Neoliberalism on Trial: The Totalitarian Corporate Monopoly
By lucas@endneoliberalism On 19 Nov, 2015 At 10:22 AM | Categorized As Neoliberalism on Trial | With 0 Comments

End Neoliberalism The Corporate Monopoly

Neoliberalism on Trial exposes how military interventions and IMF programs destroyed local industries worldwide, while providing multinational corporations with monopolies over resources, people, and markets. The purpose of Neoliberalism on Trial is to bring to bear the harmful communist-derived ideals that underpin the Neoliberal era, and to reveal how the disrespect for sovereign countries is systematically destroying all possibilities for founding a sustainable and peaceful global economy; one that can only be based on decentralized, diverse, and competitive markets.


The tactics and tools used to mislead Americans and the world into the Iraq invasion have been implemented before in Latin America, Africa, the Middle East, and parts of East Asia. Along with IMF interventions, these military interventions are responsible for the destruction of over 160 economies, and the centralization of wealth in the hands of the group that has unofficially come to be known as the “One Percent”.

Starting in the 1950′s, red scare propaganda granted the US government and the CIA unlimited powers to attack other countries, either directly via invasion, or, more commonly, indirectly by emplacing brutal dictators with democratically elected governments at their disposal. Incidentally, the United States anticipated the USSR in the expansion of a heavily monopolized global economy through the use of totalitarian force. (Read More: A History o Military Coups to Depose of Democratically Elected Governments).

Capitalism is blamed the fast-paced linear economy that is destroying human and natural resources for the benefit of the 1%, with unintended consequences to freedom and progress. Neoliberalism is not capitalism. The Neoliberal agenda pushed by the Trilateral Commission (IMF, World Bank, and WTO) advocates market friendly policies such as privatization, market liberalization, and deregulation, but these policies were implemented through totalitarian regimes that resulted in a monopoly to the 1%. (Read More: A History of IMF Interventions).

The resistance to capitalism became especially evident in the early 2000’s in countries such as Argentina and Venezuela that experienced the impacts of US dictators and IMF programs and governance took a 180 degree turn from the extreme right to the extreme left. The resistance to capitalism also became evident in the United States after the 2008 recession occurred as a result of decades of financial deregulation and market liberalization looted its manufacturing engine to make way for cheap imports from abroad.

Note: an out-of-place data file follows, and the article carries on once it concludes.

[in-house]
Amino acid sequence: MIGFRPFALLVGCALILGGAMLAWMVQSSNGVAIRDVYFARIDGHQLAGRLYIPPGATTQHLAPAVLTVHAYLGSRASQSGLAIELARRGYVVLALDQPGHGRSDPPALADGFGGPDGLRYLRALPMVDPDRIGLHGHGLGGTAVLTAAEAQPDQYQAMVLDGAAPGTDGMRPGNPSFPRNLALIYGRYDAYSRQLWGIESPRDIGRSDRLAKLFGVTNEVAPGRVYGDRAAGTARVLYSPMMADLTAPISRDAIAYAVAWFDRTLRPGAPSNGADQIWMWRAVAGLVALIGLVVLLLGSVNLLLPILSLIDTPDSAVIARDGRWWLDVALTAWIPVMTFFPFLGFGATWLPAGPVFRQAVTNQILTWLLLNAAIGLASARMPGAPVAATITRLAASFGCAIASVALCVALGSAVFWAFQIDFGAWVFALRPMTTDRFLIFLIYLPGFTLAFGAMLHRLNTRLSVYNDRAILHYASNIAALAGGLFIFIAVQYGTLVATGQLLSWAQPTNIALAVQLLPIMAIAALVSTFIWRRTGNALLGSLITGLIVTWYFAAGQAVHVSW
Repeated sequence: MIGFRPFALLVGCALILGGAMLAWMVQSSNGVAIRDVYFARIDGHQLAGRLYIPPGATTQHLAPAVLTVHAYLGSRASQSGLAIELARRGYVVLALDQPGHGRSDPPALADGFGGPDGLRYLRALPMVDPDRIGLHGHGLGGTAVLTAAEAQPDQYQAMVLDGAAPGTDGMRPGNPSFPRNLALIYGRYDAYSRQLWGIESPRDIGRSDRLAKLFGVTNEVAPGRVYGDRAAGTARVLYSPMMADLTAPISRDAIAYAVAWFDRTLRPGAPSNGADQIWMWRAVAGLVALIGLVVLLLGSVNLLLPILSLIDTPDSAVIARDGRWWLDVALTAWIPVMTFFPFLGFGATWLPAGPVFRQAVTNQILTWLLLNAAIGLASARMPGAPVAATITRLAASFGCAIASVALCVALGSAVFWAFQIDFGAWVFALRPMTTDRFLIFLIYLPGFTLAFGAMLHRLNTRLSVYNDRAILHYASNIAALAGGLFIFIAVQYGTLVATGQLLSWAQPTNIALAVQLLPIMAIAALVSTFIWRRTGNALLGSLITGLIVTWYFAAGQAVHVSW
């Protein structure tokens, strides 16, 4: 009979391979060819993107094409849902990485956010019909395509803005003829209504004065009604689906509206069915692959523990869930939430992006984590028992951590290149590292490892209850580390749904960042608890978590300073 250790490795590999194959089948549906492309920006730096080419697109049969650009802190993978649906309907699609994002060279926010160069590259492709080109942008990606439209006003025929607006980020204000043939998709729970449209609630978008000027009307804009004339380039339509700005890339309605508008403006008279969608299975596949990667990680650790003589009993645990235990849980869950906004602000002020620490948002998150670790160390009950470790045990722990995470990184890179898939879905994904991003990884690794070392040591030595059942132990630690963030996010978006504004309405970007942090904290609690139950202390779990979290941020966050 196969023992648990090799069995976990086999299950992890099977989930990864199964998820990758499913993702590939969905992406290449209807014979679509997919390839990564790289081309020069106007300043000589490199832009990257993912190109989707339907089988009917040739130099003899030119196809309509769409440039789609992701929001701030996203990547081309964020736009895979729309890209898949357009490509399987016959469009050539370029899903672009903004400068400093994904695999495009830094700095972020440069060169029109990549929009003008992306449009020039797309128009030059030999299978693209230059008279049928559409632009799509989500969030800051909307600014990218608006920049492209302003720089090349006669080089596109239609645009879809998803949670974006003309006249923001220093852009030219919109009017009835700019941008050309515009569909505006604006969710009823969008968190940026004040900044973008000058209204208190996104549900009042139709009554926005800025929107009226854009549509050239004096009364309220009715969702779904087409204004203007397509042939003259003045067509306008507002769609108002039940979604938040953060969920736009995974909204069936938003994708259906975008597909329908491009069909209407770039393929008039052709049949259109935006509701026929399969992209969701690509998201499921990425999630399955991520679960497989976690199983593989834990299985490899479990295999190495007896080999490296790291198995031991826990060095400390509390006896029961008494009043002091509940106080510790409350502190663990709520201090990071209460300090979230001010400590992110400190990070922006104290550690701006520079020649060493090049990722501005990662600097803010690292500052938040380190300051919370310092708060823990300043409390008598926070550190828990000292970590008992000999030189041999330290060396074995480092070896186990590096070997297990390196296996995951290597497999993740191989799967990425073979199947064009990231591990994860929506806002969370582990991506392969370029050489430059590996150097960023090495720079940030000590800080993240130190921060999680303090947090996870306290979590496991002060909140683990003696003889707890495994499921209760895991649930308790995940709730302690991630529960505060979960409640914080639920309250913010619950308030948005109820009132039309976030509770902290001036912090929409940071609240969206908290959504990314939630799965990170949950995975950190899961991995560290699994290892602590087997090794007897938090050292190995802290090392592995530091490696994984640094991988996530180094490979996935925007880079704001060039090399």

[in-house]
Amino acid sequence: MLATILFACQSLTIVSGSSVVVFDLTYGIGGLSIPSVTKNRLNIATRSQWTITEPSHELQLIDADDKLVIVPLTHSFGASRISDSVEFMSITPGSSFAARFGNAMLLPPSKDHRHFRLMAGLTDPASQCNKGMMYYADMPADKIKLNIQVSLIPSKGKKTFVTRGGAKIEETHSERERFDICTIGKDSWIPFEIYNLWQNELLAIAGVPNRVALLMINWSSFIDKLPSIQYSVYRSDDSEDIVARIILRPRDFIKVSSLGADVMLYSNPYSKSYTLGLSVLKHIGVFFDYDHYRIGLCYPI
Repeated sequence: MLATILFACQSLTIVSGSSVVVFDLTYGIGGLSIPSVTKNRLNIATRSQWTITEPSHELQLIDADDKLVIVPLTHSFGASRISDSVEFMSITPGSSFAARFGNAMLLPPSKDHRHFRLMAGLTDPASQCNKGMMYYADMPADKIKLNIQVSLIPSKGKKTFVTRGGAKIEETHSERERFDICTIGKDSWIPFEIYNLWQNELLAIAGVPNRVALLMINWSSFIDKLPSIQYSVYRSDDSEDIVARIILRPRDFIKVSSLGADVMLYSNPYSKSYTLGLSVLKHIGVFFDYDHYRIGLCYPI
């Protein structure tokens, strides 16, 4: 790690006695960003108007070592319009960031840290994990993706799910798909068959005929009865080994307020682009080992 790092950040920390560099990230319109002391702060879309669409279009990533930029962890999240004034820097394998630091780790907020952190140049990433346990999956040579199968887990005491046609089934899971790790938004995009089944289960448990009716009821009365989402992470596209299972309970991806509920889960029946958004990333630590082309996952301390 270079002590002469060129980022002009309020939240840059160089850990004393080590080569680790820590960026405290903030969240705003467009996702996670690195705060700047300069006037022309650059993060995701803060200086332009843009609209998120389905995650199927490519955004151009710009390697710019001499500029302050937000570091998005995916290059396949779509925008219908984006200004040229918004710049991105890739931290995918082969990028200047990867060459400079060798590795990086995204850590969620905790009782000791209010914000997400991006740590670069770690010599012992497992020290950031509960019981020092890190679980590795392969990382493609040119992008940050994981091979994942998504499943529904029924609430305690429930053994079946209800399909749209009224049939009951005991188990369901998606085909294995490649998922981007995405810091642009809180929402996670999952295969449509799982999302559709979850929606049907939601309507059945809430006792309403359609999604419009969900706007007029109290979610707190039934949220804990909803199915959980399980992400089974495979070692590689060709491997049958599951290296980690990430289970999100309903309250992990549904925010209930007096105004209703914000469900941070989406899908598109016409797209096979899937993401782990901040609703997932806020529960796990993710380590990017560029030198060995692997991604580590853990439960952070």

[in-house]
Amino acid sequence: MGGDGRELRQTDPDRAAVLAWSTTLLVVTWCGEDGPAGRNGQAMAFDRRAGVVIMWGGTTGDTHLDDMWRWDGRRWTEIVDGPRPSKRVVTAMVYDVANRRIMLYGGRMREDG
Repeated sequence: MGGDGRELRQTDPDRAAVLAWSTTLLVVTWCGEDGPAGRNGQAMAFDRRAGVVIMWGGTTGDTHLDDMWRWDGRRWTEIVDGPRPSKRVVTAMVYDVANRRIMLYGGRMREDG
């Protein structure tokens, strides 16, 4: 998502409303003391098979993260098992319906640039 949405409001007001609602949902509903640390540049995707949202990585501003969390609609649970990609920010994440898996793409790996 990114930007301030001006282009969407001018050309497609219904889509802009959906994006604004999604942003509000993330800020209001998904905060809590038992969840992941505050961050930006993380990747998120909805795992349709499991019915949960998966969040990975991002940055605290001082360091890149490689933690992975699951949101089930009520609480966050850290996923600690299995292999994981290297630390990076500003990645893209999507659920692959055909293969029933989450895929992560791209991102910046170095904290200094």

Neoliberal and Communist regimes share the similarity that they monopolize the market through force. Even the United States has experienced the destructive effects of Neoliberalism to economic sustainability and democracy alike. The increasing levels of extreme poverty and violence in the United States during a period of rampant economic growth enjoyed only by 1% of the population and made possible only by significant government spending shows that the monopolistic characteristics of Neoliberal era created the same economic inefficiencies as communist USSR.

With so much ideological nonsense  being promoted during election times to polarize people into extremes, the benefits of capitalism to efficiency and innovation are occluded, as well as we lose sight of the ways in which government can catalyze innovation through Economic Development programs and investments in innovation and sustainability. The government also plays a big role in innovation, and every innovative technology known today came out of a government-supported accelerator or direct funding support, as described by world-renowned Economist Mariana Mazzucato (PhD) in The Entrepreneurial State.

 The Totalitarian Corporate Monopoly

David C. Korten argues in When Corporations Rule the World that “when five firms control more than half of the global market, that market is considered to be highly monopolistic.” Korten draws particular attention to an article in the Economist which elaborates on the concentration of the world’s top five firms in twelve industries:  in consumer durables, the top five firms control nearly 70 percent of the entire world market in their industry.  Five firms control more than 50 percent of the global market in automotive, airline, aerospace, electronic components, electrical and electronics, and steel industries.  Lastly, five firms control more than 40 percent of sales in the oil, personal computers, and media industries.[iii] Market concentration is also high in the agricultural sector. As Anil Netto exposes, “Syngenta, Bayer, Monsanto, BASF, Dow and DuPont together control 85 percent of the annual pesticide market valued at 30 billion US dollars.  Three companies (Cargill, Archer Daniels and Bunge) control nearly 90 per cent of global grain trade while DuPont and Monsanto dominate the global seed market.”[iv]